O’Brian, who died in 2016, was best known for playing famed Western marshal Wyatt Earp in TV’s The Life and Legend of Wyatt Earp (1955-61). He also played Earp or himself as Earp in cameos on The Danny Thomas Show (1956), Alias Jesse James (1959), The Secret World of Eddie Hodges (1960), Paradise (1989), Gunsmoke: The Last Apache (1990), The Gambler Returns: The Luck of the Draw (1991), and Wyatt Earp: Return to Tombstone (1994). Other Westerns he appeared in include Little Big Horn (1951), Buckaroo Sheriff of Texas (1951), Cave of Outlaws (1951), The Raiders (1952), The Battle of Apache Pass (1952), The Cimarron Kid (1952), The Lawless Breed (1952), Seminole (1953),  The Man from the Alamo (1953), The Stand at Apache River (1953), Taza, Son of Cochise (1954), Saskatchewan (1954), Broken Lance (1954), Drums Across the River (1955), “Billy and the Bride” on TV’s  Stage 7 (1955), The Virginian (1962), and The Shootist (1976), John Wayne’s last film. O’Brian founded the Hugh O’Brian Youth Leadership Foundation, which has sponsored more than a half-million students since the nonprofit youth leadership program began in 1958.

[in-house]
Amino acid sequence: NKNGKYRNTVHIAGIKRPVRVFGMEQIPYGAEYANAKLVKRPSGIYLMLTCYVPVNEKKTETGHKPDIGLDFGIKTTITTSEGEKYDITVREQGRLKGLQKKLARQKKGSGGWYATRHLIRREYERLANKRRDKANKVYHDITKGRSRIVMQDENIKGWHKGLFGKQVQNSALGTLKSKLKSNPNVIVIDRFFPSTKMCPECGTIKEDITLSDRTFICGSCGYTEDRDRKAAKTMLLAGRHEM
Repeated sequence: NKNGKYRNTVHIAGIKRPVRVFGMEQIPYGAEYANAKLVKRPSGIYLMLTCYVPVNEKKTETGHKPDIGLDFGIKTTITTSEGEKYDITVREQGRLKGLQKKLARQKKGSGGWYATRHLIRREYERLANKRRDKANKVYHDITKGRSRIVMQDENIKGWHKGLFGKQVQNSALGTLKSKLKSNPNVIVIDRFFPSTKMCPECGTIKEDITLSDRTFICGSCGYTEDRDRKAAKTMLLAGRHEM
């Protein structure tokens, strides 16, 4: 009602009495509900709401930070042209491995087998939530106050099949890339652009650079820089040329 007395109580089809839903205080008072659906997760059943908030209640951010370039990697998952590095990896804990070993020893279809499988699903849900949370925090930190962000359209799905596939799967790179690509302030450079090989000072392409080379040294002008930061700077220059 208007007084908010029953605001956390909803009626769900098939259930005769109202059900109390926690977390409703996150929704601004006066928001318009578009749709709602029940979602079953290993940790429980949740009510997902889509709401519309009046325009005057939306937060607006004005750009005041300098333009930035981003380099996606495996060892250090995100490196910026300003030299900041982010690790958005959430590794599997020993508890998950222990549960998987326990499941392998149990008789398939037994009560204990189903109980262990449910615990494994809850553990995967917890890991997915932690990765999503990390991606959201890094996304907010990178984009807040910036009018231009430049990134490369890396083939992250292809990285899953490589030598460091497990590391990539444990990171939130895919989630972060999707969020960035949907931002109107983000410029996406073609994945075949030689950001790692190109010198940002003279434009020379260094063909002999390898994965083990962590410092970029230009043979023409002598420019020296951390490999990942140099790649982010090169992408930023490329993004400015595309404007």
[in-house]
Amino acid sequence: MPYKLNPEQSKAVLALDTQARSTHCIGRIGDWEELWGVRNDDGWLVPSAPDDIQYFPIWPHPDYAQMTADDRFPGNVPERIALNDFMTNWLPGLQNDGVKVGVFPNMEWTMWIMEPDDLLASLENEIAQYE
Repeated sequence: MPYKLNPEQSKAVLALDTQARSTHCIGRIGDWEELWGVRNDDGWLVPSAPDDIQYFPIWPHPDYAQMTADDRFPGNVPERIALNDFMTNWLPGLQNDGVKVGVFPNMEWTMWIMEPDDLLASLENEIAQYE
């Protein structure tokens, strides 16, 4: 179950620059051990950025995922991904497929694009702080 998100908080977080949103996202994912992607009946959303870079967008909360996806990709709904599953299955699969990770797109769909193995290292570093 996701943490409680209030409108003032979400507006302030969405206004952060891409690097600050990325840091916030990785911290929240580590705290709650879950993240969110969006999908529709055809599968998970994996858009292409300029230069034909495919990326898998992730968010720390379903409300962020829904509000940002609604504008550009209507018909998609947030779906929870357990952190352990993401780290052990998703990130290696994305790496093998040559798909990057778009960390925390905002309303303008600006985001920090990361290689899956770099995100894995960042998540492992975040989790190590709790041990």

Did you WANT to play a western hero/sidekick/villain, or did you resist?

Heston:  Of course I wanted to play in Westerns, though so far I’ve made less than a dozen.

Hutchins:  I played all three: Sugarfoot, a reluctant hero; the notorious Canary Kid, Sugarfoot’s nemesis; and Warren Oates’ sidekick in The Shooting. Loved all three.

Pate:  Of course. Didn’t every youngster in the Western world of the ‘20s, ‘30s, ‘40s, ‘50s, and the ‘60s—the decade they stopped making Westerns, real Westerns that is, with the exception perhaps of Lonesome Dove. I hated the Unforgiven, but don’t tell Clint. In those far-off, halcyon days, every young fella played cowboys and Indians—but I doubt any one of them ever wanted to be an Injun!

O’Brian as Wyatt Earp

O’Brian:  The wardrobe was a major fight, because they wanted me to wear a light-colored hat. They showed me what the hell they had laid out—they wanted me to wear the Gene Autry, Roy Rogers type clothes, the singing cowboy look—and I said, “Oh shit, forget that,” and I went and picked out what I felt Wyatt Earp wore. I looked at all the pictures and stuff and I picked out the black, flat-brimmed hat because I saw a picture that he had a similar hat and I picked it. And it was a frock coat and vest because that’s what the guy that owned the drug store wore, or the guy that owned the hardware store, or the mayor, because that was the wardrobe for a businessman. There weren’t any uniforms in those days. I mean, the only thing that came close to it was the badge.